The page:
Nevertheless, even if you don't have a kind family member to help out, it's not that hard to find affordable land that has both a well and electricity. The main thing to remember is to take a look at the local zoning law to see if your structure is allowed before you actually purchase the yurt and the property.

Building Know-How

You have to have basic building knowledge to put together a yurt. The yurt websites make it look easy, but trust me, it's not as easy as it appears.

First of all, you have to build a platform. This takes a long time and it's something you have to do on your own because when you buy a yurt, the platform isn't included. There are a whole host of tools you have to have and there are some things that even two people can't do without the help of another person.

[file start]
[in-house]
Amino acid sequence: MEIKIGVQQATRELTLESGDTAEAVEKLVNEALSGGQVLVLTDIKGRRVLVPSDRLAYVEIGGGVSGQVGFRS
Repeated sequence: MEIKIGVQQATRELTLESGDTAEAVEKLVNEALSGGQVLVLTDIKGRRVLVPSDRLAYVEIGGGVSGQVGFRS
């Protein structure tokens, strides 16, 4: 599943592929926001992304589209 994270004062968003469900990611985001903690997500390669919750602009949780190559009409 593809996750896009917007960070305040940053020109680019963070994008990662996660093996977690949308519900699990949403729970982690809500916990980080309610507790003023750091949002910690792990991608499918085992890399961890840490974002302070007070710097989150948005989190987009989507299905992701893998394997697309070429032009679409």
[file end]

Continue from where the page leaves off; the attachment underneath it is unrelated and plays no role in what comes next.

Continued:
You also have to get the yurt and all the building materials to the property. Depending on where you're putting up your yurt, this can be tricky. Our yurt came in a large box and it was extremely heavy. Two grown men had a hard time moving it.

Also, everything takes twice as long as you think it will. Make realistic plans and then double them. It's common to underestimate the endeavor.

Where There's a Will There's a Way

Say you have a piece of property, but there's no bathroom, no electricity, and no well on the land? Can you still build a yurt and live comfortably. Sure. You'd be amazed at the ingenuity out there.

Some people collect water off the yurt itself to store in a cistern. Others build a holding tank and have water trucked in. Photovoltaic cells are becoming more efficient, allowing people to run many low use appliances. Others use gasoline powered generators or battery operated appliances. As far as bathrooms go, there are composting toilets that require no water (but watch out, they're very expensive, about a $1,000), or you can put in a septic tank or even the old fashioned outhouse. There are lots of ways to do things if you're motivated.